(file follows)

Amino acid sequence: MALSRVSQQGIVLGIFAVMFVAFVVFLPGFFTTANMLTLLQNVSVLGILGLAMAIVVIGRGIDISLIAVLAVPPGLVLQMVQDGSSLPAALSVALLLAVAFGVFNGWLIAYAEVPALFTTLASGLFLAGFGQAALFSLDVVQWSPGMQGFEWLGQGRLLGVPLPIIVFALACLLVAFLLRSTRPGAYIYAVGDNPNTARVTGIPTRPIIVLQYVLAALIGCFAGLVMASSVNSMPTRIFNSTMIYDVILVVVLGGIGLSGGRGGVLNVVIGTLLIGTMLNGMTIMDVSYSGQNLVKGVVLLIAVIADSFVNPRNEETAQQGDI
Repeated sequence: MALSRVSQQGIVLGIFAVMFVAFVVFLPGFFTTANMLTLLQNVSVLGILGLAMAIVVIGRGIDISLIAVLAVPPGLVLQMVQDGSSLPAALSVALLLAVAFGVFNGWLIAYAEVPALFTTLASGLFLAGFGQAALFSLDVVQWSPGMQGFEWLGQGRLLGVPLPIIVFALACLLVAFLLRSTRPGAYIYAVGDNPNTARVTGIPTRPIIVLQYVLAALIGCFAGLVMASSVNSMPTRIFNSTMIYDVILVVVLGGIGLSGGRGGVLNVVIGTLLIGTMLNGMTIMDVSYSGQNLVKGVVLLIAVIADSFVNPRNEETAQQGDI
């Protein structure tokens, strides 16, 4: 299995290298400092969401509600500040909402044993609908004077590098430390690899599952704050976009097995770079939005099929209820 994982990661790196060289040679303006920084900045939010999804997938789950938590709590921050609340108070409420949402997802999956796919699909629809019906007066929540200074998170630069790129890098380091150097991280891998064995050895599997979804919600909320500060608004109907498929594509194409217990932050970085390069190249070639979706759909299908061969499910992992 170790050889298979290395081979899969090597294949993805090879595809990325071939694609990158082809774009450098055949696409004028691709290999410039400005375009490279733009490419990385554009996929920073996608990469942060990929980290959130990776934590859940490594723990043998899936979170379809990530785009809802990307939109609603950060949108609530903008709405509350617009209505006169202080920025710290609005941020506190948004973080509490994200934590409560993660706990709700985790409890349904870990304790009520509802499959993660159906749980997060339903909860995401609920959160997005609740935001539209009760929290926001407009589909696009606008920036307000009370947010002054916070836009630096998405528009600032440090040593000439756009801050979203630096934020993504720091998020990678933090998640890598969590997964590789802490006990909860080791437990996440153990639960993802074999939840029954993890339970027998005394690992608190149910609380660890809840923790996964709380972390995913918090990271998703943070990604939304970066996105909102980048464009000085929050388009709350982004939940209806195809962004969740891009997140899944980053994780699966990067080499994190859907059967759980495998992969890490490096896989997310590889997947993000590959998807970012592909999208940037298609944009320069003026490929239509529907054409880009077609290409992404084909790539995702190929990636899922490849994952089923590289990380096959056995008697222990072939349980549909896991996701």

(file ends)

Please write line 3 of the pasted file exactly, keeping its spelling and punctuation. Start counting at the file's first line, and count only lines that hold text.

């Protein structure tokens, strides 16, 4: 299995290298400092969401509600500040909402044993609908004077590098430390690899599952704050976009097995770079939005099929209820 994982990661790196060289040679303006920084900045939010999804997938789950938590709590921050609340108070409420949402997802999956796919699909629809019906007066929540200074998170630069790129890098380091150097991280891998064995050895599997979804919600909320500060608004109907498929594509194409217990932050970085390069190249070639979706759909299908061969499910992992 170790050889298979290395081979899969090597294949993805090879595809990325071939694609990158082809774009450098055949696409004028691709290999410039400005375009490279733009490419990385554009996929920073996608990469942060990929980290959130990776934590859940490594723990043998899936979170379809990530785009809802990307939109609603950060949108609530903008709405509350617009209505006169202080920025710290609005941020506190948004973080509490994200934590409560993660706990709700985790409890349904870990304790009520509802499959993660159906749980997060339903909860995401609920959160997005609740935001539209009760929290926001407009589909696009606008920036307000009370947010002054916070836009630096998405528009600032440090040593000439756009801050979203630096934020993504720091998020990678933090998640890598969590997964590789802490006990909860080791437990996440153990639960993802074999939840029954993890339970027998005394690992608190149910609380660890809840923790996964709380972390995913918090990271998703943070990604939304970066996105909102980048464009000085929050388009709350982004939940209806195809962004969740891009997140899944980053994780699966990067080499994190859907059967759980495998992969890490490096896989997310590889997947993000590959998807970012592909999208940037298609944009320069003026490929239509529907054409880009077609290409992404084909790539995702190929990636899922490849994952089923590289990380096959056995008697222990072939349980549909896991996701």